1 cup chopped pecans
¾ cup powdered sugar(I shift it)
1 – 2 Tablespoons Rum

-Beat butter for 30 seconds; add granulated sugar and beat till fluffy.  Add vanilla and 1-2 tablespoons rum (depending on the flavour you want); beat well. Stir in flour and pecans.  Shape into 1-inch balls or 1 1/2×1/2 inch finger rolls.  Place on an ungreased cookie sheet.  Bake in a 325 degree oven about 20 minutes.  Cool completely. (I do not do this, I cool until the next batch is done, the powdered sugar warms with the cookies and then you dunk them again.) I feel if you wait too long the sugar does not stick to the cookies. I put powdered sugar in a plastic bag and put a few coolies in at a time. Depending on how big you make your cookies will depend on how many you get.

Foreign Correspondent – Tajine in Sydney

Hi, obviously it was time that Kaylie and Mall took their mischief global so here is a little addition from Australia.  My name is Laura and I’d like to talk about tagines, decadent slow cooked Moroccan stews far more suited for a Pacific Northwest winter than the balmy Aussie summer that I am enjoying, even though it is hot in Morocco…

Moroccan food is glorious, and gloriously easy to veganify because of it is based on olive oil, fresh ingredients and loads of spicy goodness. Preserved Lemons, Harissa, Chermoula and Raj-el-Hanout (the last three are a spicy chilli paste, a green herb blend and literally the ‘Spices of the House’) make up a beautifully complex flavour base with really easily available and familiar ingredients. I’ve pared down this recipe to its most basic form but spice mixes are fun to have around and easy to make, let me know if you need links to recipes for them.

This Tagine is beautiful and I cannot wait to get back to Vancouver and cook it for Kaylie and Malloreigh. The Tajine is the name of the conical ceramic dish, as well as the dish itself but if you don’t share my brothers love for exotic ceramics a big old cast iron pot will work just as well. Marc suggests that this cheater’s version be called a ‘Fauxjine’.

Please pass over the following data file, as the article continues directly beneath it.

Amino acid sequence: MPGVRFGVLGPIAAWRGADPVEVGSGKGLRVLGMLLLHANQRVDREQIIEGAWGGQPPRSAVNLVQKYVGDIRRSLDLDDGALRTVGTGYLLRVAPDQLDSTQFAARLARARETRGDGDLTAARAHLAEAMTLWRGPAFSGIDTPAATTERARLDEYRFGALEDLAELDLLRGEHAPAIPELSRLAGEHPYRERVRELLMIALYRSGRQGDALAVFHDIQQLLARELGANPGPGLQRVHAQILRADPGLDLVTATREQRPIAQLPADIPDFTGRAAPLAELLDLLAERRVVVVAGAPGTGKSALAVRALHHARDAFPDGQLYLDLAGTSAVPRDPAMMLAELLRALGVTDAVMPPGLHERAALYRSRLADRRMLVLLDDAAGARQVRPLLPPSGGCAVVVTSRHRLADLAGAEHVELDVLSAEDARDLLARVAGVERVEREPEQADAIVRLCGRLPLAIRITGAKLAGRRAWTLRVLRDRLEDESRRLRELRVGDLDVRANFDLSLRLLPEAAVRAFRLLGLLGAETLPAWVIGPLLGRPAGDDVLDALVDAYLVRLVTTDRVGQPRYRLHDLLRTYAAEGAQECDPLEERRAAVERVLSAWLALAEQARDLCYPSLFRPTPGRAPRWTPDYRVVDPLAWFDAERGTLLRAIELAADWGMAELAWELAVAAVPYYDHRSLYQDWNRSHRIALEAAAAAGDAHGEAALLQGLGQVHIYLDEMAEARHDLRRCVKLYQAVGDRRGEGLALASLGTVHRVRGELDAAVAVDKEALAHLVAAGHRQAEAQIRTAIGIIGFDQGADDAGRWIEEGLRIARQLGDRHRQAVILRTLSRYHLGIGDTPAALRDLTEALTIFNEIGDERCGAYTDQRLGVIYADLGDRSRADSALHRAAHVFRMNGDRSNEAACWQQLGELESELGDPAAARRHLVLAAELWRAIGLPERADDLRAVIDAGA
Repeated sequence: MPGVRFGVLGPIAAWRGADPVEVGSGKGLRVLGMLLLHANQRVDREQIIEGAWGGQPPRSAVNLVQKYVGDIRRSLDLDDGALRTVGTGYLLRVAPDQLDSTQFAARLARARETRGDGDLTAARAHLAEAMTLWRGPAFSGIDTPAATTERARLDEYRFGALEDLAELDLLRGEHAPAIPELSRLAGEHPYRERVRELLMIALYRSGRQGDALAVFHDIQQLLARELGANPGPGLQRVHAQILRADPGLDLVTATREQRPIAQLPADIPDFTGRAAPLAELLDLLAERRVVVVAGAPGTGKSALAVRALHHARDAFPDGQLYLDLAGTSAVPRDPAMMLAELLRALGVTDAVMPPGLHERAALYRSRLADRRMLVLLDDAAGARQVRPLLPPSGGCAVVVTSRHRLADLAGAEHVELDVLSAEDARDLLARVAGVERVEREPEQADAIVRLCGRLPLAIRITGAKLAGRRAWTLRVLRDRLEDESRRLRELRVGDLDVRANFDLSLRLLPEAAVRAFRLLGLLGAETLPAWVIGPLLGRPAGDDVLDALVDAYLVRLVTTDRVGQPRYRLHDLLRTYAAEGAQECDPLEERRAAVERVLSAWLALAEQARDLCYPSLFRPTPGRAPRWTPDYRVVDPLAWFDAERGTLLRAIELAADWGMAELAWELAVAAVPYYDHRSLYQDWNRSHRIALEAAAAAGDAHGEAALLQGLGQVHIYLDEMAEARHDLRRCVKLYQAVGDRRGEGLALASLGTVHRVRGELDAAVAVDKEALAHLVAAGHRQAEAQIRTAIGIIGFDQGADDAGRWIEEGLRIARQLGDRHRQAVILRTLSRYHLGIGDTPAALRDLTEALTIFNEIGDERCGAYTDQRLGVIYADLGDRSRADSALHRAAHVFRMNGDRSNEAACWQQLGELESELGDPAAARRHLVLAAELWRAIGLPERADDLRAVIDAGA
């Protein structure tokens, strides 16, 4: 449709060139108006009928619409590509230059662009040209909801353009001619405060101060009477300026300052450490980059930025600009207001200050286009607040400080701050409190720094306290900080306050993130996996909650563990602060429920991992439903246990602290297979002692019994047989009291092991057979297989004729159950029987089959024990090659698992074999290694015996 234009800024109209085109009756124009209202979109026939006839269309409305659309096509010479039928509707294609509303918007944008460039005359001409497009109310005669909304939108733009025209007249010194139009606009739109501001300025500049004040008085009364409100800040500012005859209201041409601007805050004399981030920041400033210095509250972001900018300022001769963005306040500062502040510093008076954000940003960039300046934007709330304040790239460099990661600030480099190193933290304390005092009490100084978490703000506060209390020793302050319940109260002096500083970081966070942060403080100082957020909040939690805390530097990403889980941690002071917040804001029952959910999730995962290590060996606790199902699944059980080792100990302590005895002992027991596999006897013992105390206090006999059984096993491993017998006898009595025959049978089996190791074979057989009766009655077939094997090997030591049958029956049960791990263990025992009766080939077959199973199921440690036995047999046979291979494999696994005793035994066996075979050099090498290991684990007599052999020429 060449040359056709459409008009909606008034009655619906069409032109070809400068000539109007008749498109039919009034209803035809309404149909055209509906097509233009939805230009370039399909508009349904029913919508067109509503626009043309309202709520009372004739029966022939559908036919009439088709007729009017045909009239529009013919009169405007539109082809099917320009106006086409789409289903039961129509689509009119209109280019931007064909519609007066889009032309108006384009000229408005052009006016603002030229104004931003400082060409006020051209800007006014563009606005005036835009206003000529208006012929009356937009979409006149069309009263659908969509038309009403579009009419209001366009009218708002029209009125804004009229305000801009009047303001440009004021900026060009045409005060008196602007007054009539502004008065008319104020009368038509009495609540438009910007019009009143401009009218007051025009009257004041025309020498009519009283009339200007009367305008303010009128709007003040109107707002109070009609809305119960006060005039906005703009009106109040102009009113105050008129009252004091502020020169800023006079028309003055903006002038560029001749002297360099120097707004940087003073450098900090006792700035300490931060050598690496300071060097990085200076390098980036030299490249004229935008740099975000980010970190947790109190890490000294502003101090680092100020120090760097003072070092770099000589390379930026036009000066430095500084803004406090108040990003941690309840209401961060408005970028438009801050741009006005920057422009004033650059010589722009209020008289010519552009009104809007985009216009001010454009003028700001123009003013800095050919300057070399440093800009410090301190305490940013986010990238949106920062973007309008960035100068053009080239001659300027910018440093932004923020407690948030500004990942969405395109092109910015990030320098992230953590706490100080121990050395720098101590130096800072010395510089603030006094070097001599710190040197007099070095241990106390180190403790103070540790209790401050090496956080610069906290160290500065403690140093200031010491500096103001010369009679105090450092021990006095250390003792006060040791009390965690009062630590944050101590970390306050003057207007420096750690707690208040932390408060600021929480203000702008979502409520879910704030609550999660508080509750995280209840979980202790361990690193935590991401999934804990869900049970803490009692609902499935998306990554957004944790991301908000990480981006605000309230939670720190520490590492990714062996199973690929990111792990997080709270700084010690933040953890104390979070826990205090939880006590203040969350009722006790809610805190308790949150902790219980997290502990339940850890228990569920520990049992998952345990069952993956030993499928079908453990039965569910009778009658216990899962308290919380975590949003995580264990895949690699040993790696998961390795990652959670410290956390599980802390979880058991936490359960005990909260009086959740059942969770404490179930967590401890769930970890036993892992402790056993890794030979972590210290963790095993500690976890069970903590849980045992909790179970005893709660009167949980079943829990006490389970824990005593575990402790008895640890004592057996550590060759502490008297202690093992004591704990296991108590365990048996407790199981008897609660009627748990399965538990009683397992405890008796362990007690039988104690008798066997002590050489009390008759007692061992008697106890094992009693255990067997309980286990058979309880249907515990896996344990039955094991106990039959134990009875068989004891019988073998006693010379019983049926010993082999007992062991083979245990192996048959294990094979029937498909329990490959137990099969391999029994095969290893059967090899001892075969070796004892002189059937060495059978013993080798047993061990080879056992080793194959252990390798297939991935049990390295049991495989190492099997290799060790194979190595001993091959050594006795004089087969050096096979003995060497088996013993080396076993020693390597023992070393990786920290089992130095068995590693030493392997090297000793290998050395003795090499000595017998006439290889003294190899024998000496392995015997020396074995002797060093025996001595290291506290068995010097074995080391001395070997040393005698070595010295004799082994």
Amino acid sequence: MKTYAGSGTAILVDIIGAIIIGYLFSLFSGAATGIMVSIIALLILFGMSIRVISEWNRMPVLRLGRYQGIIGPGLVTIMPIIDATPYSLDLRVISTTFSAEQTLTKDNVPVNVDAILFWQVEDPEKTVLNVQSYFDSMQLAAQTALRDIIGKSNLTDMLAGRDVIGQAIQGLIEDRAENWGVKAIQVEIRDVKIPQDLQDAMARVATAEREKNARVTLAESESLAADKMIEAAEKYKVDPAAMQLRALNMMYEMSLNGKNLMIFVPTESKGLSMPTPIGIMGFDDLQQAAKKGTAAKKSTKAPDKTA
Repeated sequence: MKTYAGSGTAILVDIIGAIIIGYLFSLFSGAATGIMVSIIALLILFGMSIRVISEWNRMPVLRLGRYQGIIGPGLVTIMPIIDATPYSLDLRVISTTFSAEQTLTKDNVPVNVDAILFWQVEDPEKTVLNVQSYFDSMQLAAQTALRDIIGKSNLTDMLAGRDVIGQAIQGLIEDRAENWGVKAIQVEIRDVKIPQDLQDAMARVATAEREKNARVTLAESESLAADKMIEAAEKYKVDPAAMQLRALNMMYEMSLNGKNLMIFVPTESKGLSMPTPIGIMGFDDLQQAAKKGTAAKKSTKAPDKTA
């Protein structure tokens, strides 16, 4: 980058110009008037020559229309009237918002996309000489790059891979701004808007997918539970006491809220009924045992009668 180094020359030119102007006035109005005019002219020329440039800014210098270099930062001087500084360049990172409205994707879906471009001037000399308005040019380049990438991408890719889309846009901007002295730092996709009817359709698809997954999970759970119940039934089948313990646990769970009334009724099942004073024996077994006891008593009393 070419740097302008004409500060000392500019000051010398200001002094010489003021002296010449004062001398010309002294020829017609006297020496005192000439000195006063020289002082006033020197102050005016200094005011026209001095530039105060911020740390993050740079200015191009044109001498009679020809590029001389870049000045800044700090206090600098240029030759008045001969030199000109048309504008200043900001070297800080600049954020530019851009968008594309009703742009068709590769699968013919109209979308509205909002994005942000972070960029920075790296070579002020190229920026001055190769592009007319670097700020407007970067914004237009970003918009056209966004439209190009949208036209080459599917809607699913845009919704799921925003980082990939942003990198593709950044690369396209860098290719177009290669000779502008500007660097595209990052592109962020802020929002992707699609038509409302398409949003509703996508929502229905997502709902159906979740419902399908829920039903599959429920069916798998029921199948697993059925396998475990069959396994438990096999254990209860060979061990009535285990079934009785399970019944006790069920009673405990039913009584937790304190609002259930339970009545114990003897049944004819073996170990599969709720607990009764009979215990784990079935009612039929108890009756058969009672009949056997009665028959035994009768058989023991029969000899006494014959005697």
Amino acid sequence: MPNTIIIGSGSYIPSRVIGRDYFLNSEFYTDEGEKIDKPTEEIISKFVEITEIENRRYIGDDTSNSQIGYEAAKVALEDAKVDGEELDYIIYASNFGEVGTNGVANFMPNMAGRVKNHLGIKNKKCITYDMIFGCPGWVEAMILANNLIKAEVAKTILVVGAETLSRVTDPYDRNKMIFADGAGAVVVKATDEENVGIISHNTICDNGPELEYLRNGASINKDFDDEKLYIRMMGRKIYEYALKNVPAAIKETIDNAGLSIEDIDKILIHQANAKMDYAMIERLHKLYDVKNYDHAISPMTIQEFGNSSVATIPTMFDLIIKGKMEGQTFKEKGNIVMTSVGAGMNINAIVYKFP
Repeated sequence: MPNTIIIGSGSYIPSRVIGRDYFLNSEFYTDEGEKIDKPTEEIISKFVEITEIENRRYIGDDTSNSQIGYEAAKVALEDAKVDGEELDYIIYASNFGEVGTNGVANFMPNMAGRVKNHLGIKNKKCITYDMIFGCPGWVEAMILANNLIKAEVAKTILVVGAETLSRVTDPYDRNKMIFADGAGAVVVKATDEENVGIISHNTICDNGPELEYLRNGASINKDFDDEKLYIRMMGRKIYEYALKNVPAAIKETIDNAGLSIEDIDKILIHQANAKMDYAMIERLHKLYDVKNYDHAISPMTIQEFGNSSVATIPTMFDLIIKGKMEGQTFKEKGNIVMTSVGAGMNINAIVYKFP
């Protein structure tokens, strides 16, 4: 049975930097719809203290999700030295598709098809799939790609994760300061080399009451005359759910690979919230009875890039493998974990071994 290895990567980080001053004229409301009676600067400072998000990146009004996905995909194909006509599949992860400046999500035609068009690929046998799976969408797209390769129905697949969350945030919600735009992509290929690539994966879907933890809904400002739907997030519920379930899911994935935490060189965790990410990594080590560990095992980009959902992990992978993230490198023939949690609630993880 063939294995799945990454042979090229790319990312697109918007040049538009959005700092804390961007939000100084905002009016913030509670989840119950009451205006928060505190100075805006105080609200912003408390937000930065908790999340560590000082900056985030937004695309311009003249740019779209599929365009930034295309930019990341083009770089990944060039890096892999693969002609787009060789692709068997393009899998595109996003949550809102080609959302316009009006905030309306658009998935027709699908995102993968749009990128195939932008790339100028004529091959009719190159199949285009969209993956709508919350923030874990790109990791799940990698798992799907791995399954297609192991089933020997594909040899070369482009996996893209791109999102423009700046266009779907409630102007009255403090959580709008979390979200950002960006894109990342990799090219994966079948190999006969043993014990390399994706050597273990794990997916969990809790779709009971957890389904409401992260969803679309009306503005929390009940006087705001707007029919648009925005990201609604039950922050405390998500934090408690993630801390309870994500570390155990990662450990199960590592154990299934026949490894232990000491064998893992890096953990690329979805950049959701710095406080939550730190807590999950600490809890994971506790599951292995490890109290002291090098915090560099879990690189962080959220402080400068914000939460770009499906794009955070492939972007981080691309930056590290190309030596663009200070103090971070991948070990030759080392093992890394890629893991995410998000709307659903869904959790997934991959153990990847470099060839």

Vegetable Tajine

1/4 cup Olive Oil
2 Red Onions, Sliced
3lb root vegetables: we used quartered Sweet Potatoes, chunky carrot sticks, quartered Zucchini Squash, Potatoes, salted Eggplant slabs.
1lb Peas, we used frozen
2 bunches of finely chopped Cilantro
1 bunch finely chopped Italian Flatleaf Parsley
2 tbsp Sweet Paprika
1 tbsp Cumin
1 tbsp Salt
1 tsp Black Pepper
2 Birdseye Chilis, deseeded and finely chopped, leave the seeds if you’re brave.
4 Dates, pitted and halved
1/2 cup olives, pitted and halved, we used salty green ones.
3 Cinnamon sticks, Bay leaves,
3 Lemons, preserved Lemons if you can get them, make them, beg, borrow, or steal them.

Step 1. Don’t be afraid, this is fun.

Grease your Tajine pot, using some of the olive oil, add the rest to a big bowl that will fit all your vegies. Combine everything except for the Olives, Dates and Lemons.

If you are using fresh Lemons, roughly chop two and juice the other, add these to your spicy vegetable mix and combine really well so that everything is covered in herbs and spices. Transfer all of this to your cooking pot or Tajine by arranging the vegetables so that the ones that take more time to cook, like potato, are at the bottom and carrots and eggplants are at the top.

Bring to a boil just until steam is created and then turn the heat right down, cook for about an hour, add the dates, olives and preserved lemon skin if you are using them, cook for another 30-45 minutes then you’re done!

We ate this with “Relaxed” Couscous and a Malas Salad – It fed three and a half people handsomely, including Marc’s bountifully pregnant partner, Dom. employs only already-established native English speakers. At least Ma diploma is required. All customers receive excellent results and we are not going to spoil this tradition by hiring low-grade writers.